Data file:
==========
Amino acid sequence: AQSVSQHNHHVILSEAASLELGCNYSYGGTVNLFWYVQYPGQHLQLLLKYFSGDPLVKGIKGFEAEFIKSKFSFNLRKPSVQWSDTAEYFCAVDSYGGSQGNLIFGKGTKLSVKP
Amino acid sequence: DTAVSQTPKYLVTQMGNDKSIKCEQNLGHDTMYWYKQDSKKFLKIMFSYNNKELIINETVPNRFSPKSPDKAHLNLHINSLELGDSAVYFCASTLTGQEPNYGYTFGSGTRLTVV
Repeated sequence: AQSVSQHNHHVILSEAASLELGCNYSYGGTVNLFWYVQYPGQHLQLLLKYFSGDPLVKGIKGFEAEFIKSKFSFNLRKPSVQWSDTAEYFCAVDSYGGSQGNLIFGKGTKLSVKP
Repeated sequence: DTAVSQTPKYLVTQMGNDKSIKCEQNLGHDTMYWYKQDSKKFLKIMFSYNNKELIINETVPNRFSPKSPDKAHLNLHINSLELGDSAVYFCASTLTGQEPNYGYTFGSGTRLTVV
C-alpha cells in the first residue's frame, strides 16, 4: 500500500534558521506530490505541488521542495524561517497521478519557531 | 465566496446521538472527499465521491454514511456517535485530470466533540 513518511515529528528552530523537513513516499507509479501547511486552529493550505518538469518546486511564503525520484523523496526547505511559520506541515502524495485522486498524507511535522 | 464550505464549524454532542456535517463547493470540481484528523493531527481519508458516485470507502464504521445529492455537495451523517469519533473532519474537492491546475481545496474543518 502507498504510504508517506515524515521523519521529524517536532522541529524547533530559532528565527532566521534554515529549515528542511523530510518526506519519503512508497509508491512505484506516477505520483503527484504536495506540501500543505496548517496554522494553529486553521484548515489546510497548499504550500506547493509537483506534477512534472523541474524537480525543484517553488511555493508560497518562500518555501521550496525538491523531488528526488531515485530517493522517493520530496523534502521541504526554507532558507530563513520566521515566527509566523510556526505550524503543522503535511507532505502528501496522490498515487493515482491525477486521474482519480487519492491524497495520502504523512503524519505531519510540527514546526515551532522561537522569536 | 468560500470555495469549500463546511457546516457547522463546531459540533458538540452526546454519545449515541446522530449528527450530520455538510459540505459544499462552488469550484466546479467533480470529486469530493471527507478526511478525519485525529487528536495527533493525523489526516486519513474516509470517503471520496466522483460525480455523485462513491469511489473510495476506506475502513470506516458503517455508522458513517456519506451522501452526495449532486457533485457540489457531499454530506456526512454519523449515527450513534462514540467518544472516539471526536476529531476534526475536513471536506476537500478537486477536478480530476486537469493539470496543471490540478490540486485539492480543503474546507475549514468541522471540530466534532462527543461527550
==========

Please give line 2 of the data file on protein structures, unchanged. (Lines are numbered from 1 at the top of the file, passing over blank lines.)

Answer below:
Amino acid sequence: DTAVSQTPKYLVTQMGNDKSIKCEQNLGHDTMYWYKQDSKKFLKIMFSYNNKELIINETVPNRFSPKSPDKAHLNLHINSLELGDSAVYFCASTLTGQEPNYGYTFGSGTRLTVV